Alfredo Roldan was born in Madrid in 1965. At the age of 22, having had no formal artistic training, he started drawing professionally, selling his work in street markets, at the same time presenting his work at major competitions, of which he won several. It was on winning the award granted by the City Council of Madrid in 1994 that he was discovered by a major gallery. His winning painting now hangs in the Museum of Modern Art, Madrid. In 1996 he was named a Member of the Senate "Honoris Causa" of the Academy of Modern Art of Rome.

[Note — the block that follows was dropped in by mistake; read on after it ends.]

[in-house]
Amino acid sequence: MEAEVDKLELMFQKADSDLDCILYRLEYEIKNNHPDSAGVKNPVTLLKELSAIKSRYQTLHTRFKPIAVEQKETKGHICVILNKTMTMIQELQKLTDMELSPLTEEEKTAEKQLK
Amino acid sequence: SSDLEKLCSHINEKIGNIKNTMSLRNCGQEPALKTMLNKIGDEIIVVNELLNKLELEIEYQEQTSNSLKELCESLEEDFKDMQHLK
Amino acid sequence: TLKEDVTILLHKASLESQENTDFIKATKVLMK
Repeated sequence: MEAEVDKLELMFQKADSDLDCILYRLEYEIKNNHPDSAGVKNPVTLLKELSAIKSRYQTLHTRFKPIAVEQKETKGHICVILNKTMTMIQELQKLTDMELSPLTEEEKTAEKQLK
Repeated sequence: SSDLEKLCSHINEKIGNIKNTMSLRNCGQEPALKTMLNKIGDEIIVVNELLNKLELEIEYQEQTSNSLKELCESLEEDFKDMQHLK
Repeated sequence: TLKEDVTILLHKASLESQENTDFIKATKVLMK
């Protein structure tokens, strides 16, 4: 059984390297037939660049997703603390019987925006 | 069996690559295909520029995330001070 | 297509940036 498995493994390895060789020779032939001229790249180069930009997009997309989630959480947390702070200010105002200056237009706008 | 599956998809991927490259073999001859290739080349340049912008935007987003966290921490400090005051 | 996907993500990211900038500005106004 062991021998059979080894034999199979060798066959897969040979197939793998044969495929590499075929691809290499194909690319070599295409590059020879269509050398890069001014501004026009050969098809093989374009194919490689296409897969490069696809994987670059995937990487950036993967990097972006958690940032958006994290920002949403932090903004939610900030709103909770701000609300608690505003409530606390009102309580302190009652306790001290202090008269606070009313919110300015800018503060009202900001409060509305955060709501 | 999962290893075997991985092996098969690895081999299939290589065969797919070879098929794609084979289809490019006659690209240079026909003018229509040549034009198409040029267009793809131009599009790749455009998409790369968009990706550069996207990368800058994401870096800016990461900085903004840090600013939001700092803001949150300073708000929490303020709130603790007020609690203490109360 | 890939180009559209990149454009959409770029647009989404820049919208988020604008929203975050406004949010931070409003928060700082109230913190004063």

The Priory Church of St Bartholomew the Great, the oldest church in London founded in 1123, commissioned Roldan to paint an altarpiece of the Madonna and Child. In February 1999 it was unveiled in the Lady Chapel and dedicated by the Lord Bishop of London. Roldan aspires to embrace those major Avant-Garde moments of the early 20th century, which has defined his understanding of colour and shaped his application of form and composition. Without apology he acknowledges the influence of Matisse and Picasso and also Modigliani for his elongated portrayal of the female nude. And yet, like all genuine and honest painters who recognise the importance and significance of those historic revolutionary styles, Roldan has assimilated each derivative influence to create his own personal and very distinctive style of painting.